Sunday, March 30, 2008

Either You're Een or You're Out....Is Knitting a Dying Art?

My cool friend, Jackie went on a trip to Chicago. The Hershey Store had these designs from Project Runway on display. How nice to see them in their stillness to study the detail! I don't know about you, but I'm addicted to watching Project Runway. It's so inspiring to see what talented designers create under such a high stress deadline. It's also fascinating to see how stress brings out peoples' character.
I wonder if Jillian's dress could be displayed without roaches coming to eat the Twizzlers. That was an amazing feat to put and keep that design together. I was at the edge of my seat wondering if it will hold together.
My point here is to ask the title question. I hear and read that "knitting is out." I hear that Project Runway has made sewing the hot skill people are hungry to focus on. PR is responsible for increasing the enrollment in fashion schools as well. Does that mean that knitting has died on the vine? I can't imagine it has. Don't fashion shows have knits as well? And the major biggy that I love about hand knitting is that it's portable. You can't take a Bernina on the subway and do a few seams until you get to your destination. (Though I hear there are teeny hand machines people use.) I've heard celeb knitters in interviews mention knitting is not what it was even five years ago. I don't want to believe this. What do you think? I am still teaching people to knit and maybe knitting and sewing will do a Reese's peanutbutter and chocolate merge and create a new craze in the future. Being a Tolle fan, I can't worry about the future. So, I'm going to accept the "isness" of fashion and expect that knitting is going to hold its own. Is there an "isness" to fashion? I'm going to have to ask Eckhart Tolle.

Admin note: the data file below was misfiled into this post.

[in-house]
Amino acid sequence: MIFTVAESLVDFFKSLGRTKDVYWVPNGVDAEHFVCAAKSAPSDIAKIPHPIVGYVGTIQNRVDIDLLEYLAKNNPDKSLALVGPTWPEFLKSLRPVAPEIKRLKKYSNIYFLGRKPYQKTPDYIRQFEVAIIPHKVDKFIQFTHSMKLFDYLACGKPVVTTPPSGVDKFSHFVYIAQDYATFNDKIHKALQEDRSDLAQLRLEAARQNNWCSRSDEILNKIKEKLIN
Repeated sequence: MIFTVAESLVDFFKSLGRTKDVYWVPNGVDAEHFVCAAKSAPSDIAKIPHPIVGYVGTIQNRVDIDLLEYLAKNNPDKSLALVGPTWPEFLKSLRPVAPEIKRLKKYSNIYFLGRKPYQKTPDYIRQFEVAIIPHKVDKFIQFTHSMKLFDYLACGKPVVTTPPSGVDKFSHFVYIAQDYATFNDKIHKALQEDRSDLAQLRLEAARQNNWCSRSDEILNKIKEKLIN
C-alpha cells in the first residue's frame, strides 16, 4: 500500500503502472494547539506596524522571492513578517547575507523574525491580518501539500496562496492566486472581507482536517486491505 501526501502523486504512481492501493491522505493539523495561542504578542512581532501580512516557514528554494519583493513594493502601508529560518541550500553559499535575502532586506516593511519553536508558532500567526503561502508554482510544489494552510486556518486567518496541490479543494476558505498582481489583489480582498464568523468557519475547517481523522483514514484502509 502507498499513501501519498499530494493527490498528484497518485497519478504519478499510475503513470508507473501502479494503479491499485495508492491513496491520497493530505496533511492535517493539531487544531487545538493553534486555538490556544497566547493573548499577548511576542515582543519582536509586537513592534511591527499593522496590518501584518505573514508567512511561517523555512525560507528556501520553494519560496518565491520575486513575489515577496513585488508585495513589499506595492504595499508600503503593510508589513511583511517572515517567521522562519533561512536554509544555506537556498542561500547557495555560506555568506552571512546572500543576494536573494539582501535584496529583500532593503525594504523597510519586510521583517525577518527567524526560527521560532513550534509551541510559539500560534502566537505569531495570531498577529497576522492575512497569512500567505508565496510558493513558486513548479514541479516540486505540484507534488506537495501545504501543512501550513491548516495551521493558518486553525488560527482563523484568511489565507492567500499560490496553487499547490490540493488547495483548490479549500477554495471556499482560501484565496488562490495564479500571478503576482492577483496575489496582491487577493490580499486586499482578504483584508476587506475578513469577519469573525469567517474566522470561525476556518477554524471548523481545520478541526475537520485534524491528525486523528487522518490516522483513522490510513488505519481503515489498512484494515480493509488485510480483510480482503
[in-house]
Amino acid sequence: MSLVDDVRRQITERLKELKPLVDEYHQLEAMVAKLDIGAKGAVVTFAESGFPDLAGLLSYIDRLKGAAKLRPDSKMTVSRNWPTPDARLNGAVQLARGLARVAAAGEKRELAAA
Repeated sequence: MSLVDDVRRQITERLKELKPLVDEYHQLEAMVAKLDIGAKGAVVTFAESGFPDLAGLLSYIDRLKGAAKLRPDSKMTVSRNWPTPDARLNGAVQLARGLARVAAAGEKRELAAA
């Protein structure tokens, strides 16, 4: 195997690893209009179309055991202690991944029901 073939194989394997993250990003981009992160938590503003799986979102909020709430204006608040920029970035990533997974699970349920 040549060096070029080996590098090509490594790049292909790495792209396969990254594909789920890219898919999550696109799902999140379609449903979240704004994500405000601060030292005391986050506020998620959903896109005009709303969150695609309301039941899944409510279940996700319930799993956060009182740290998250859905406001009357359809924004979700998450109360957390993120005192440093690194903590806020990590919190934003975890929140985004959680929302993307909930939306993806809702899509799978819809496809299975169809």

Friday, March 21, 2008

Mistakes Are Our Friends

First of all, I'd like to thank my awesome art business coach, Michelle , for kickstarting me on finally making this blog.

This is a photo of me back in 1965. I had just learned to knit that year. Remember Earl Sheib the auto painting guru? Well, his wife, Mady, opened a knit shop in my home town and my Mom and I learned to knit there. I was ten. This is the first sweater I ever knit.

I remember the instructions said to rib in K1P1 for an inch and a half and change to St st. I didn't know what that meant, so I just kept on ribbing until I reached the arm hole. I brought the sweater in to show Mady how I was doing. I remember her putting her head in her hands. Then after a long pause, she said, "That's okay, you can make it a poorboy sweater." Poorboy sweaters were just starting to be a hot item back then. They looked cool with hip hugger mini-skirts and fishnet stockings. That was my first taste of learning to take advantage of my mistakes. Some of the best art comes out of going with the flow of the unexpected (or mistakes.) Jazz singers and musicians do it all the time. Performers do it all the time. Artists do it all the time. I highly recommend making friends with mistakes. Because sometimes they aren't miss takes at all. They are new road takes that put you on an exciting new journey called "finding your style." Does anyone have any mistake success stories they'd like to share? Please share them with your Knitfunctional Family.....